Q. My house is now 25 years old. It’s covered with vinyl siding. Every summer, mold and mildew develops on the north side of my house. Every few years I remove it. Is there some coating I can apply to the siding to stop the mold and mildew from reappearing? It’s aggravating. What about some sort of paint? I’m open to any and all ideas. – Robert C., Sylvania, Ohio
A. I have the same issue at my own home, although its siding is fiber cement. You may have black mold and mildew or green algae growing on the north side of your home if you live north of the equator. The north exposure provides the perfect conditions for this organic growth.
Here’s the bad news. There’s no magic paint or coating I’m aware of that will keep your siding free of mildew, mold and algae. Here’s why: These three living organisms are just about everywhere. They just need two things to grow: water and food. The northern exposure of houses provides ample amounts of water.
Because direct sunlight doesn’t wash north-facing walls, water there is often slower to evaporate. Morning dew can and does form on all the surfaces of the house when the surface temperature drops below the dew point of the air.
Those surfaces on the north side of the house lose this dew last, allowing the mold, mildew and algae to get a drink before the next morning. The soil just below the siding stays far moister than the soil on the other sides of the house, all things being equal. Water evaporates from this soil, and some of this water vapor might also quench the thirst of the organisms.
Food is readily available in almost all areas of the USA for mold, mildew and algae growth. In Ohio, the plentiful deciduous trees, especially maples, broadcast a fine aerosol. These microscopic drops of elixir contain sugars that are delicious food for mildew, mold and algae.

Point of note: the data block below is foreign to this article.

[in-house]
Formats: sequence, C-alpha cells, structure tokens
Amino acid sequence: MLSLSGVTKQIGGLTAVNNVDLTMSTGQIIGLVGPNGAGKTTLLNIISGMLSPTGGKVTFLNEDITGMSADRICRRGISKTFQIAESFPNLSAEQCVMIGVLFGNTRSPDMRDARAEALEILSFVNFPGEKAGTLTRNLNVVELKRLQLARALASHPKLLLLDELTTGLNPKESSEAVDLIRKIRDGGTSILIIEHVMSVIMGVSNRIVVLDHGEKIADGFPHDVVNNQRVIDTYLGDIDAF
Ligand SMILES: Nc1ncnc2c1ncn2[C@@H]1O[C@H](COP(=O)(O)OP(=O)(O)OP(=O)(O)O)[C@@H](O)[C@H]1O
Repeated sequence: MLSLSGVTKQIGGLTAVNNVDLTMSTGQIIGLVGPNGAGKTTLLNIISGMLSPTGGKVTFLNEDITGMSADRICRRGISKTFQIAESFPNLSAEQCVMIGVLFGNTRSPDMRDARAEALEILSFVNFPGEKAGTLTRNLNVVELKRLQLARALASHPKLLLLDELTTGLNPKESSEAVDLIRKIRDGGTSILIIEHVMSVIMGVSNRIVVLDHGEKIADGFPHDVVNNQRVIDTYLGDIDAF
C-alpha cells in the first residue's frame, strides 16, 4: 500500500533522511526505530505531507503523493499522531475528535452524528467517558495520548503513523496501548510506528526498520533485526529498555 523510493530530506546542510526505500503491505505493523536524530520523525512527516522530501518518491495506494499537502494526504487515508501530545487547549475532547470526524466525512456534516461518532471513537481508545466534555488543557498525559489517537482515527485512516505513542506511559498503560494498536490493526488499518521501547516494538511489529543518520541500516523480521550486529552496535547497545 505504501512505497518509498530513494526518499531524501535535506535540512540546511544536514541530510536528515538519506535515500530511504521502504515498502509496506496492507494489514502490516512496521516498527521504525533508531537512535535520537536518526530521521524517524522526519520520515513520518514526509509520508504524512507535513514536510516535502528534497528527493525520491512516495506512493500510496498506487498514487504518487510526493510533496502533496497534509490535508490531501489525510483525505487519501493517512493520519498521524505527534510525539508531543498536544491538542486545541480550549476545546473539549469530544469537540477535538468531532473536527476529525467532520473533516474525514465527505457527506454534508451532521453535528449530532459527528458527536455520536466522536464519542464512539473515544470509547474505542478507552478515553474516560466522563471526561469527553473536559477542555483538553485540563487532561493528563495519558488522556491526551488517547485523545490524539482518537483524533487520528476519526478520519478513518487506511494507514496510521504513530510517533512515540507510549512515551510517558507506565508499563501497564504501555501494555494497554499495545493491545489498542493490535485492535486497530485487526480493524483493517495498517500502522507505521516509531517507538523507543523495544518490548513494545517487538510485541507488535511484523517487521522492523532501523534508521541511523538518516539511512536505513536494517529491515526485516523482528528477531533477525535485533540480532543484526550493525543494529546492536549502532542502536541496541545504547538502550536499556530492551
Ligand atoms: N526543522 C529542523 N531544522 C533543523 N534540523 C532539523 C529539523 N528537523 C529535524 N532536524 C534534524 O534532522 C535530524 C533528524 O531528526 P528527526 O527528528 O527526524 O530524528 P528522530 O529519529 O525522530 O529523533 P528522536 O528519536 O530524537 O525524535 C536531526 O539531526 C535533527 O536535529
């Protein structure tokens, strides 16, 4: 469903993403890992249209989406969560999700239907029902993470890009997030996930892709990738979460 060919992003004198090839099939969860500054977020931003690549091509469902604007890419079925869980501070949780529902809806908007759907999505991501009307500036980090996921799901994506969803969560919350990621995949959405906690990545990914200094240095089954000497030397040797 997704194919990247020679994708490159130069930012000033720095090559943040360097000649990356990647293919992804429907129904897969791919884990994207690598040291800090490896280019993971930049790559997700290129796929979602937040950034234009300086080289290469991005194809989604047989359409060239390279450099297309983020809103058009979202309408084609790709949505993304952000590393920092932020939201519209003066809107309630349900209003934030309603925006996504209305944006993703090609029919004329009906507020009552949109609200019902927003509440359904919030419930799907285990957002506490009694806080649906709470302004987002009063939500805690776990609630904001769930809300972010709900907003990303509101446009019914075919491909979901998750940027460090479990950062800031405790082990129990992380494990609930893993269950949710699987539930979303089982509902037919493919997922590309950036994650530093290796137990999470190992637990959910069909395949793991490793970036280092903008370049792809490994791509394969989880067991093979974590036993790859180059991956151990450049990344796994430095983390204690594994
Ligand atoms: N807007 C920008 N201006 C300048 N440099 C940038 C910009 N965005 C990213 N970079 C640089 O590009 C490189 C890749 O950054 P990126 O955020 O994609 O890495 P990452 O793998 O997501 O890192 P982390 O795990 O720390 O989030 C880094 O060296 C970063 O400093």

Dust and other pollutants also can be food for some of these organisms. Realize that food is everywhere, even though it’s invisible. Old oil-based paints were made from alkyd oil resins. These oils are scrumptious food for mildew and mold.
This is why some modern deck sealers made using natural oils turn black in months after you go to all the trouble of making your deck look nice. You’re slathering on food for the mold and mildew to devour. Some natural-oil sealers contain chemicals to slow organic growth.
Three years ago, I wrote a book, “Roofing Ripoff,” about why asphalt shingles are falling apart faster than they should. The inspiration for the book came when I discovered that copper ions will extend the life of asphalt shingles for decades.
Many have known for hundreds of years that copper also is an amazing natural biocide. That’s why the hulls of clipper ships and “Old Ironsides,” the historic U.S. Navy frigate, have copper sheathing. I’ve used liquid copper solution to keep algae off patios. The only issue is that the copper washes away with each rainfall, and it can create a bluish cast. Some people are very much against the use of aqueous copper like this, thinking it harms the environment.
If you have problems with mold and mildew on your vinyl siding, you might want to experiment with spraying a copper sulfate on the siding. However, if you’ve got valuable landscaping or trees nearby, the copper is not going to help them live. The issue is the copper on the vinyl siding is temporary, and it will wash off with repeated rainfalls.
I think the easiest thing to do is to just wash the siding once a year around Flag Day. It’s warm by then, and the chore won’t be too hard. If you wash the house when the siding doesn’t yet have mold or mildew growth, you might be able to accomplish it using a garden spray attachment to your garden hose.
Instead of putting dangerous chemicals in the sprayer, just use powdered oxygen bleach as well as liquid dish soap. Spray this soapy solution on the house and allow it to sit for 15 or 20 minutes. This allows the oxygen bleach to attack and break down any invisible food particles.
The liquid dish soap lubricates the surface so food comes off with minimal effort when you rinse the siding. This simple cleaning procedure ensures the siding looks great all year.
Subscribe to Tim Carter’s free newsletter and listen to his new podcasts. Go to askthebuilder.com.
Local journalism is essential.
Give directly to The Spokesman-Review's Northwest Passages community forums series -- which helps to offset the costs of several reporter and editor positions at the newspaper -- by using the easy options below. Gifts processed in this system are not tax deductible, but are predominately used to help meet the local financial requirements needed to receive national matching-grant funds.
Subscribe to the Coronavirus newsletter
Get the day’s latest Coronavirus news delivered to your inbox by subscribing to our newsletter.